The highlight of many a guest’s stay at Nambiti is a sighting of our local lions. These Big 5 beasts are at the top of the food chain, and it’s always exciting to see them as they go about their daily business in their natural habitat.
Like the pride in Disney’s The Lion King, our lion population is also dictated by clear family dynamics. Our Nambiti lions face the same trials and tribulation as any other lion population in the wild. In this article, we’ll tell you about a few of our much-loved Nambiti lions regularly seen by our guests and well-known to our guides.
Let’s start with Tombi, our beautiful, oldest female and the fierce holder of her territory for many years, which loosely runs from the centre of the park through to the northern section. Her territory has grown and shrunk over the years, depending on other lions and the dynamics of the entire population.
Tombi has had a number of litters, with her last being born about three years ago. When she is with cubs, Tombi goes to her familiar den, out of reach from human activity. Around three months after her last cubs were born, she moved them to a site along another part of the Sundays River. Those lucky enough would have had good sightings of the cubs playing around on a rocky outcrop in the area.
Her cubs started growing quickly, but, as happens in the wild, some of them went missing. We are not sure what was responsible, but it could have been other lions, leopard or hyena. That left her with two daughters and one young male cub.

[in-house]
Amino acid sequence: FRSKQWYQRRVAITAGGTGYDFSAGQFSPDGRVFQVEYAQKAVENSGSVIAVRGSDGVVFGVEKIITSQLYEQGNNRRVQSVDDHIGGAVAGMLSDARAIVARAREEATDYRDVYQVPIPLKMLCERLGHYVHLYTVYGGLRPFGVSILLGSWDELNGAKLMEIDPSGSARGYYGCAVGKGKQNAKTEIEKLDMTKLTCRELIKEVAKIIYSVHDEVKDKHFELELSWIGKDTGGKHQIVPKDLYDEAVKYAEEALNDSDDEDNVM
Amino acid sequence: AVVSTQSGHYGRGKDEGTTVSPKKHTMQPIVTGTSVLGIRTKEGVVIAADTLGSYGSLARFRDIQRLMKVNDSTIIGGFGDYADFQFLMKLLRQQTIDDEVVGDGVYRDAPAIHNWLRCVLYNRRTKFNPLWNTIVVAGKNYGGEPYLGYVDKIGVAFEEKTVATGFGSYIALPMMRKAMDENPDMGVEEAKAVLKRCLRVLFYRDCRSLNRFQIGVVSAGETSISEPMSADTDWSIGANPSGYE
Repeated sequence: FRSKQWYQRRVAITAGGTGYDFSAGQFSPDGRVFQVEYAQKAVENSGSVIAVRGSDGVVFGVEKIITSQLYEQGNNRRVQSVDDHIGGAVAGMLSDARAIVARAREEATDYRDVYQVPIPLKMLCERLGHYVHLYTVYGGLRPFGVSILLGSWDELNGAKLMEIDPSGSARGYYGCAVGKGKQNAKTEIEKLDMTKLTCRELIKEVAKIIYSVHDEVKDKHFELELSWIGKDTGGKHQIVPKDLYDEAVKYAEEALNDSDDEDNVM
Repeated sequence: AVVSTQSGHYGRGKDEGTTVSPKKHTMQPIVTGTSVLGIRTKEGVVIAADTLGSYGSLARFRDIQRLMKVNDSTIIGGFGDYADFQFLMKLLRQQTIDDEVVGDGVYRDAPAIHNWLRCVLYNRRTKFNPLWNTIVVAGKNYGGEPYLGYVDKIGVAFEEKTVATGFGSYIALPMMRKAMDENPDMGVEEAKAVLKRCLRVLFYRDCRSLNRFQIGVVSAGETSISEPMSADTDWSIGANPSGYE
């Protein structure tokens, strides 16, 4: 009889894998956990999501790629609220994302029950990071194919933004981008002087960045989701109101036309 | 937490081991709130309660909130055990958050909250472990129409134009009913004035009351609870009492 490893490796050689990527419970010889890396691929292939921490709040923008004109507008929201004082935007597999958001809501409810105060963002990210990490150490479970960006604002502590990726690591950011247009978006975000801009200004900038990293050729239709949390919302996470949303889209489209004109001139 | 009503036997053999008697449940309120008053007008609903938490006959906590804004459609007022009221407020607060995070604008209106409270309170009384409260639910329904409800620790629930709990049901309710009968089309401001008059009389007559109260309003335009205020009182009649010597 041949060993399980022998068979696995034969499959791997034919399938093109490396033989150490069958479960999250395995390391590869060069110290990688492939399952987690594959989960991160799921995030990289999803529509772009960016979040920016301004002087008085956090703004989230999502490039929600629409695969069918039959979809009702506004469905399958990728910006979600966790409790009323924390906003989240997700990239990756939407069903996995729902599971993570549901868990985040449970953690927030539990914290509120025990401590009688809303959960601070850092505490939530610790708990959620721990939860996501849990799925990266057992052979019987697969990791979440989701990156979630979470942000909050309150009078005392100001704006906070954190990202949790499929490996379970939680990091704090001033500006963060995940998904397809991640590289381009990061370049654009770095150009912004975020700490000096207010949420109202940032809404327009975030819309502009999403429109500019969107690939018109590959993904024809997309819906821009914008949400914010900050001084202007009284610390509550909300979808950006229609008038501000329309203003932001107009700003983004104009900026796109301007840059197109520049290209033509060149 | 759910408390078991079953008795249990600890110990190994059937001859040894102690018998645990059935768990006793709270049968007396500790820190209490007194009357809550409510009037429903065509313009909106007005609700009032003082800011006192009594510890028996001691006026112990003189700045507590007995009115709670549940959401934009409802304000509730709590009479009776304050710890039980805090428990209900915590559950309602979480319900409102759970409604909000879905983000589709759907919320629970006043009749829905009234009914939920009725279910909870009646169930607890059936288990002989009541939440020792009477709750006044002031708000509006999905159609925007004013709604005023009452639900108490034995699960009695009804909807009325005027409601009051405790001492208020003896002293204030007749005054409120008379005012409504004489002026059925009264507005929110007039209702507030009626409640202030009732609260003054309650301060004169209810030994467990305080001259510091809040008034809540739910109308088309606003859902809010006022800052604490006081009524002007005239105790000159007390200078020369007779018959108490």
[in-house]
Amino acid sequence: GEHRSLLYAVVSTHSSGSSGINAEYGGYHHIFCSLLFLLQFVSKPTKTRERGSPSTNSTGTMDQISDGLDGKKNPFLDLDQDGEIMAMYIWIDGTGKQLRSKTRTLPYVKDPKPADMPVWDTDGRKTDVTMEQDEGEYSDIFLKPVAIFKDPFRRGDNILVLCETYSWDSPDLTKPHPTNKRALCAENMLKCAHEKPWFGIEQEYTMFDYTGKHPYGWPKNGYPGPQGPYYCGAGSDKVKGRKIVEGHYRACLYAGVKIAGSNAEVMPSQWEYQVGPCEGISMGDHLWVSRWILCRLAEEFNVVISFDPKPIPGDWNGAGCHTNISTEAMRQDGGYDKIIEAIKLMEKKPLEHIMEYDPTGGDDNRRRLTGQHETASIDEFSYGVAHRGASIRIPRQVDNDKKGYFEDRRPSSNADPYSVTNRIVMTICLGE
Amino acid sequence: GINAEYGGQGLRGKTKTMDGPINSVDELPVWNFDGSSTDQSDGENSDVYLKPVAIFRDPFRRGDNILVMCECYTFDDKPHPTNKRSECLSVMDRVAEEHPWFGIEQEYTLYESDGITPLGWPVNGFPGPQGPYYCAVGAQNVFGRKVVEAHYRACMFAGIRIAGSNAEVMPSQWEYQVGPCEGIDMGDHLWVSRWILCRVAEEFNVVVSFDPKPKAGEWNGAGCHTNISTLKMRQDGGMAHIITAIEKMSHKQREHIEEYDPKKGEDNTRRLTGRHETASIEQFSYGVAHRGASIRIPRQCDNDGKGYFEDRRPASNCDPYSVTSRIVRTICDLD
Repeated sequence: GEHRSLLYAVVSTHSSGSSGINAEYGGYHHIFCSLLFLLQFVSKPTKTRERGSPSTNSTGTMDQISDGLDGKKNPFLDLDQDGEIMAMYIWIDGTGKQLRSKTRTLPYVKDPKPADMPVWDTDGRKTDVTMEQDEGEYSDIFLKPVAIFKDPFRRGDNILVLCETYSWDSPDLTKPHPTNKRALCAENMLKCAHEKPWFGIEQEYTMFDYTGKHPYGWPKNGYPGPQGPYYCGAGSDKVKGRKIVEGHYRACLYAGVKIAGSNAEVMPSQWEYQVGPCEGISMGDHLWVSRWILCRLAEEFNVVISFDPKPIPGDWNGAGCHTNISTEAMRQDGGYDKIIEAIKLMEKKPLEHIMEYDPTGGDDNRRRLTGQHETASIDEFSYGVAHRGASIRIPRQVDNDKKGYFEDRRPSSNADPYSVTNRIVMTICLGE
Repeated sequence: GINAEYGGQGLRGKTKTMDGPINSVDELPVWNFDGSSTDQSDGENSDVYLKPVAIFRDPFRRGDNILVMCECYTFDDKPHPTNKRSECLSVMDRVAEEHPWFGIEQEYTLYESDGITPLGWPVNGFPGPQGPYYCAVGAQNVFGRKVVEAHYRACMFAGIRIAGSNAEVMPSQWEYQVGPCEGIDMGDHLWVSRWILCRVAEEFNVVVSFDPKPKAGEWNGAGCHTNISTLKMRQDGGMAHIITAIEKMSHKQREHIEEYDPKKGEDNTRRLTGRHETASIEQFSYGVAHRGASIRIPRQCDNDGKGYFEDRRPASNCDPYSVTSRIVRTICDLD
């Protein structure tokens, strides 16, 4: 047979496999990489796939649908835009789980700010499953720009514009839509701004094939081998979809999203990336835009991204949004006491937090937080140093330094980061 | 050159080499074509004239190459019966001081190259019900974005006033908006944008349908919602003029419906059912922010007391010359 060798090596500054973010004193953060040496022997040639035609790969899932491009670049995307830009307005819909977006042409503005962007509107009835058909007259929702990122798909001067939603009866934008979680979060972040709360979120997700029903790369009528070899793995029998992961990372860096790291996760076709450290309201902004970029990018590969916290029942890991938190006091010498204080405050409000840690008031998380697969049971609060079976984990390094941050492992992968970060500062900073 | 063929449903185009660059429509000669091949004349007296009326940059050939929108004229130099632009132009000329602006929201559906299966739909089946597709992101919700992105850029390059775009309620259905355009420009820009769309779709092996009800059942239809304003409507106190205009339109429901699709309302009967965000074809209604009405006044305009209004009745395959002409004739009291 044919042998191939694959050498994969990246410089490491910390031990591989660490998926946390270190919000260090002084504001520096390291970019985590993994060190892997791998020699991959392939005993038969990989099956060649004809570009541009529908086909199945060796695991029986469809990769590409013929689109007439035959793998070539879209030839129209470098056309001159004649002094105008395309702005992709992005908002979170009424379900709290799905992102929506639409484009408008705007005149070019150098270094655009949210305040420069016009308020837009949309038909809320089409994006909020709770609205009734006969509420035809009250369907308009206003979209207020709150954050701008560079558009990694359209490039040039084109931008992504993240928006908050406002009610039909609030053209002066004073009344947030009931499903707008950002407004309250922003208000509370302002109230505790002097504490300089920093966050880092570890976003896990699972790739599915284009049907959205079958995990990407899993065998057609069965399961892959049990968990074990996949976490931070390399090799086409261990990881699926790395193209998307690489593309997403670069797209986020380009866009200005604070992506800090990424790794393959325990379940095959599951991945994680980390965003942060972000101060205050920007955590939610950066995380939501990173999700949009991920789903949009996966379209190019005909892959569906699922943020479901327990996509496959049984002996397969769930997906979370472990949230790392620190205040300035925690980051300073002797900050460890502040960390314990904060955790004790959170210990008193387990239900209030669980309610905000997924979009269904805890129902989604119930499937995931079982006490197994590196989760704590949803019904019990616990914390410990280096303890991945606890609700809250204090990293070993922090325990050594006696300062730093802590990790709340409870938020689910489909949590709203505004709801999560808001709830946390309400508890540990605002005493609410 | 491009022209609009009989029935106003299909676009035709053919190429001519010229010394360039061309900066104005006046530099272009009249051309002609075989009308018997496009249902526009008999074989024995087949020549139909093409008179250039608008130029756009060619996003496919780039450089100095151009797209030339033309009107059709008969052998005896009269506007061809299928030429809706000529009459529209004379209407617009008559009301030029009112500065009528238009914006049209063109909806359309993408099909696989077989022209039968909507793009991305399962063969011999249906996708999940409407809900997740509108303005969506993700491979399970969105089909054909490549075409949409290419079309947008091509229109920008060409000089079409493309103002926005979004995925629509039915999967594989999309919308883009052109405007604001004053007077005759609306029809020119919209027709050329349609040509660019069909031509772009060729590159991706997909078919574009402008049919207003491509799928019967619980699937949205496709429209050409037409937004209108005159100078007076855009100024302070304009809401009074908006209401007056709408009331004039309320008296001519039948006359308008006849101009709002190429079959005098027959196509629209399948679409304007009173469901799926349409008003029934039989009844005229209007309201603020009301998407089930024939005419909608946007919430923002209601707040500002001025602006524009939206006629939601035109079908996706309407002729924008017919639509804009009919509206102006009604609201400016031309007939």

The time came for the cubs to meet the undoubted ‘Kings of Nambiti’ – a coalition of two large male lions that have secured a vast territory for themselves. They are beautiful big lions, but they were not amenable to having their little brother around when they met up with Tombi and her daughters. That happened on the fringe of her territory, and what transpired showed the true nature of Tombi as a mother. Like Sarabi in The Lion King, Tombi will stop at nothing to protect her cubs.
It all happened very quickly – the big males rushed towards Tombi and her cubs while they were trying to seek cover in the long grass. In a moment in time that felt like slow-motion, they managed to separate the little male from his sisters and started their assault. Some people at the sighting thought this was going to be the end for the young male, but that Tombi was not going to let that happen on her watch.
She launched into a full-scale attack on one of the males, jumping on his back and biting him on the head, which distracted them and set them after her as she lured them away from her cub, who successfully got away. From that day on we named him Simba, a name we felt suited him as, like Simba from The Lion King, he was kicked out of his pride far too early. He is still seen on game drives, usually on his own. From time to time, he can be seen with his mother and sisters when the big males are not around.
Just like Simba in The Lion King, our own Simba has been cast out by family from his pride. Time will tell whether – like Simba in the film – he one day returns to fight and take over from the dominant males who kicked him out …